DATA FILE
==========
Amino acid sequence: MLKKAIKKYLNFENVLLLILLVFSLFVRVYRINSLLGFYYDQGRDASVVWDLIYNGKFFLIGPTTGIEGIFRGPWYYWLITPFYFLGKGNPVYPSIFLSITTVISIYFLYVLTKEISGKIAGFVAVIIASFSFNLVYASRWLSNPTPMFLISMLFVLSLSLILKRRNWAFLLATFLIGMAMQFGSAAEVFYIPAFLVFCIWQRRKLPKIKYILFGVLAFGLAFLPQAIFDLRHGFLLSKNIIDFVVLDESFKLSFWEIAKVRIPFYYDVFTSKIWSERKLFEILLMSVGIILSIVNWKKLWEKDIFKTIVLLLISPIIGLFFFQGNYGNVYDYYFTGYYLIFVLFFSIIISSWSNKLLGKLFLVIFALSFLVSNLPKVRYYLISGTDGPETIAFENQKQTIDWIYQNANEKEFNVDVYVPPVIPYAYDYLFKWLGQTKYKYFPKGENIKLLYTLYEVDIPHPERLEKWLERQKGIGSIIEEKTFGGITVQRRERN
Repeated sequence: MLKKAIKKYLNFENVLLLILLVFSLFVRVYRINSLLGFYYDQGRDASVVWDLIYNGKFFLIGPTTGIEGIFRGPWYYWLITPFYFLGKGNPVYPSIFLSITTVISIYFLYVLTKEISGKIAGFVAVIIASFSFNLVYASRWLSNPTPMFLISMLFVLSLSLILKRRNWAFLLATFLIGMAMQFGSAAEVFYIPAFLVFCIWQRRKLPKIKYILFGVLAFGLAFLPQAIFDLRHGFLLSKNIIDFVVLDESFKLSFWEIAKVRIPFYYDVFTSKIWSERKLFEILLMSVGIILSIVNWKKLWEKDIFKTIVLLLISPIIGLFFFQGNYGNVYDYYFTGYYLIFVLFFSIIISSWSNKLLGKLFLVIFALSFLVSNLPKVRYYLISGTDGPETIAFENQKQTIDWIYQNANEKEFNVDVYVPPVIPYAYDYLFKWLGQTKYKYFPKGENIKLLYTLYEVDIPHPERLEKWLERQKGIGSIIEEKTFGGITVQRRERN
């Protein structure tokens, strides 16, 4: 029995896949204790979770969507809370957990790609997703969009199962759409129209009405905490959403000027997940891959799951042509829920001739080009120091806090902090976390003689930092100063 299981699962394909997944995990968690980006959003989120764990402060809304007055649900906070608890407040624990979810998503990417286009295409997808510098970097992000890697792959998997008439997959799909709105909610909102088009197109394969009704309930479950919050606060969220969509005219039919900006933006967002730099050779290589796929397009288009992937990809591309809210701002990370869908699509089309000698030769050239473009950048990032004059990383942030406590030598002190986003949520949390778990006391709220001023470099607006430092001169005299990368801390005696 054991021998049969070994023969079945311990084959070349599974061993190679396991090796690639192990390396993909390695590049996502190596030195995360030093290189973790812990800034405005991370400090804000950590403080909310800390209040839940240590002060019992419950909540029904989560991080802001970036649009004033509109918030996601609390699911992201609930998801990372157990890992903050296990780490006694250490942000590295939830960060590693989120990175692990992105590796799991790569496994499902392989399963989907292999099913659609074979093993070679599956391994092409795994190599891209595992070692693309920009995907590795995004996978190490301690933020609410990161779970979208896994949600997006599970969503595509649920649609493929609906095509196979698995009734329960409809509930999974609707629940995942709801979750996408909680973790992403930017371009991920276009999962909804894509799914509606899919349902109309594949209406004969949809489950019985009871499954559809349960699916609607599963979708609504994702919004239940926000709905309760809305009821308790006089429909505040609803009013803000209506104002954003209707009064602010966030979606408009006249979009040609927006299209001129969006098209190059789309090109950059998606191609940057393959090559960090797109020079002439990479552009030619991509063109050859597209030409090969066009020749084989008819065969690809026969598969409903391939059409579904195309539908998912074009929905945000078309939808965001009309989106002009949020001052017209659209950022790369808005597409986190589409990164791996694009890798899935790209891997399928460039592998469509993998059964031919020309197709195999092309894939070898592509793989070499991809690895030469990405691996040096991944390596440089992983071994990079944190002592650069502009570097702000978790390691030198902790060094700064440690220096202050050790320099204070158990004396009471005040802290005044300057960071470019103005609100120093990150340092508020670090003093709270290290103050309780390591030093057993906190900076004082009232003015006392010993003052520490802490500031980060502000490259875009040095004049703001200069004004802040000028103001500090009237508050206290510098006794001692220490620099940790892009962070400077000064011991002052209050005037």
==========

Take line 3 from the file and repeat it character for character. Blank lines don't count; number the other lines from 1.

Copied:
């Protein structure tokens, strides 16, 4: 029995896949204790979770969507809370957990790609997703969009199962759409129209009405905490959403000027997940891959799951042509829920001739080009120091806090902090976390003689930092100063 299981699962394909997944995990968690980006959003989120764990402060809304007055649900906070608890407040624990979810998503990417286009295409997808510098970097992000890697792959998997008439997959799909709105909610909102088009197109394969009704309930479950919050606060969220969509005219039919900006933006967002730099050779290589796929397009288009992937990809591309809210701002990370869908699509089309000698030769050239473009950048990032004059990383942030406590030598002190986003949520949390778990006391709220001023470099607006430092001169005299990368801390005696 054991021998049969070994023969079945311990084959070349599974061993190679396991090796690639192990390396993909390695590049996502190596030195995360030093290189973790812990800034405005991370400090804000950590403080909310800390209040839940240590002060019992419950909540029904989560991080802001970036649009004033509109918030996601609390699911992201609930998801990372157990890992903050296990780490006694250490942000590295939830960060590693989120990175692990992105590796799991790569496994499902392989399963989907292999099913659609074979093993070679599956391994092409795994190599891209595992070692693309920009995907590795995004996978190490301690933020609410990161779970979208896994949600997006599970969503595509649920649609493929609906095509196979698995009734329960409809509930999974609707629940995942709801979750996408909680973790992403930017371009991920276009999962909804894509799914509606899919349902109309594949209406004969949809489950019985009871499954559809349960699916609607599963979708609504994702919004239940926000709905309760809305009821308790006089429909505040609803009013803000209506104002954003209707009064602010966030979606408009006249979009040609927006299209001129969006098209190059789309090109950059998606191609940057393959090559960090797109020079002439990479552009030619991509063109050859597209030409090969066009020749084989008819065969690809026969598969409903391939059409579904195309539908998912074009929905945000078309939808965001009309989106002009949020001052017209659209950022790369808005597409986190589409990164791996694009890798899935790209891997399928460039592998469509993998059964031919020309197709195999092309894939070898592509793989070499991809690895030469990405691996040096991944390596440089992983071994990079944190002592650069502009570097702000978790390691030198902790060094700064440690220096202050050790320099204070158990004396009471005040802290005044300057960071470019103005609100120093990150340092508020670090003093709270290290103050309780390591030093057993906190900076004082009232003015006392010993003052520490802490500031980060502000490259875009040095004049703001200069004004802040000028103001500090009237508050206290510098006794001692220490620099940790892009962070400077000064011991002052209050005037």